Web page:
Ottawa

Glebe daycare tightens spending rules after $200K disappears

An Ottawa daycare has introduced new financial controls and is pressing for criminal charges to be laid following the discovery that more than $200,000 disappeared from their operating funds

Daycare board wants police to pursue criminal charges against former financial co-ordinator

The daycare's board sued its former financial coordinator and won a civil judgment after more than $214,000 was taken from its accounts. (Judy Trinh/ CBC News)

An Ottawa daycare has introduced new financial controls and is pressing for criminal charges to be laid following the discovery that more than $200,000 disappeared from their operating funds

The alleged embezzlement at the Glebe Parents' Day Care went undetected because it occurred in small increments over the course of eight years, according to Monique Moreau, the chair of the board of the cooperative daycare.

The discovery was made while the centre's former financial co-ordinator went on sick leave in May 2016.

The first clue a month later was when an employee noticed the centre's credit card was used to purchase men's shirts, along with food for the daycare. The unauthorized charge led staff to look deeper into other transactions.

"Initially, these amounts were small and over time grew to be a bit more every year," Moreau said. But compared to the daycare's multi-million dollar budget, the amounts taken didn't stand out, she said.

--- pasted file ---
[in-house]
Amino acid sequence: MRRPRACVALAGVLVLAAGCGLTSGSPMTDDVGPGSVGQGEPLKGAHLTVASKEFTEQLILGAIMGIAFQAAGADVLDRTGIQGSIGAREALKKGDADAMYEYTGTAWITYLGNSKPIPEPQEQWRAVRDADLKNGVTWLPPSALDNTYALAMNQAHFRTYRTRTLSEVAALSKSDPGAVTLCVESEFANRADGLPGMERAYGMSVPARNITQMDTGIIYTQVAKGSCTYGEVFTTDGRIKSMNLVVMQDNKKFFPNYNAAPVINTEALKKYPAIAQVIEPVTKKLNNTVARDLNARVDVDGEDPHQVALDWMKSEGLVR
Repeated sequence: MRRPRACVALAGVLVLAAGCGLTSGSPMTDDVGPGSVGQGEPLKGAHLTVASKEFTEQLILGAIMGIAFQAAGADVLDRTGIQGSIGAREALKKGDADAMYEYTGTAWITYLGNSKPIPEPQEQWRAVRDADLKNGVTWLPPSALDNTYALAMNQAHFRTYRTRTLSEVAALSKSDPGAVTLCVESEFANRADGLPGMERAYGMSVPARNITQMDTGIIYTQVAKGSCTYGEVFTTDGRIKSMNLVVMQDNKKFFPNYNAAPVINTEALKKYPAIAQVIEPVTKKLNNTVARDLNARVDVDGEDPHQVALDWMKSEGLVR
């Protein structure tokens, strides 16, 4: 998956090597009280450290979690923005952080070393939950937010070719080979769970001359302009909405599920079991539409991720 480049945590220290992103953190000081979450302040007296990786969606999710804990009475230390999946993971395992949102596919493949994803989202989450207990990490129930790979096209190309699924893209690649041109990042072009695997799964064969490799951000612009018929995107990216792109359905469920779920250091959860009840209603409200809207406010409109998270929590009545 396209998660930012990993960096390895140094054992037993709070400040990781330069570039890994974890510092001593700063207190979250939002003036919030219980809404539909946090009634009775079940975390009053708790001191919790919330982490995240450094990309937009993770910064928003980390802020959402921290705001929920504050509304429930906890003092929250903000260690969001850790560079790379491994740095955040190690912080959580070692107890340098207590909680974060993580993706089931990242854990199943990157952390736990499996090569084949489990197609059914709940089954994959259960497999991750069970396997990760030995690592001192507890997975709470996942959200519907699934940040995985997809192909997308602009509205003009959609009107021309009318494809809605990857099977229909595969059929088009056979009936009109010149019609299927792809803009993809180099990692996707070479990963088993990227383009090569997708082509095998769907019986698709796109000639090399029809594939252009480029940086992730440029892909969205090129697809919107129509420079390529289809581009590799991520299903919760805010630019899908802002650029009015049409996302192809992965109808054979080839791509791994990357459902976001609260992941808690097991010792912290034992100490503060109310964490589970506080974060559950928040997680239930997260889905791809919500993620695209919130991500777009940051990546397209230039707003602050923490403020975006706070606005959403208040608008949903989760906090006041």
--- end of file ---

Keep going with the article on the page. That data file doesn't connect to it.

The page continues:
Judge orders payment

Moreau says the board questioned the former financial employee about the discrepancy in funds but said they received unsatisfactory answers.

They hired a lawyer and an accounting firm. A forensic accountant reviewed the daycare's books from December 2008 to May 2016 and found $214,619 was missing.

This past August, a judge accepted the evidence the daycare's lawyers presented in court and ordered the former employee to pay back the funds and an additional $21,000 in legal costs.

The former employee didn't appear in court to defend himself. Moreau admits it's uncertain if he has the means to pay the money and the board isn't sure if it's a wise use of parent fees and taxpayer's dollars to try to recoup funds through the civil court.

She called the incident "a significant breach of trust."

"It was a shock to all of the daycare staff and parent volunteers who sit on the board," she said.

Tighter controls

As the daycare's lawyers tried to recoup the money through the courts, the co-operative daycare overhauled its financial controls.

Now the new treasurer needs to provide detailed monthly reports to the board. The daycare also got rid of its corporate credit card and mandated that reimbursement cheques must be signed by two staff members. The daycare also updated its insurance policy to protect against employee theft.

"Everyone is taking this quite seriously... those are some of the steps we have taken to make sure this doesn't happen again," she said.

Moreau sent an email to parents on Tuesday morning, informing them the daycare had successfully sued its former employee and was turning over forensic evidence to the Ottawa police.

The daycare is hoping the civil judgment will encourage police to investigate and lay criminal charges.

"It's important to parents and staff that he gets a criminal record so he's not allowed to work as a financial coordinator at another daycare or institution,"Moreau said.

Ottawa police would not say if they have launched an investigation.

CBC News was unable to reach the former employee for comment.

About the Author

Judy Trinh

CBC Reporter

Judy Trinh is a veteran journalist with CBC's The Fifth Estate. She covers a diverse range of stories from breaking crime news to the #MeToo movement to human rights court challenges. Judy aims to be both critical and compassionate in her reporting. Follow her on Twitter @judyatrinh Email: Judy.Trinh@cbc.ca

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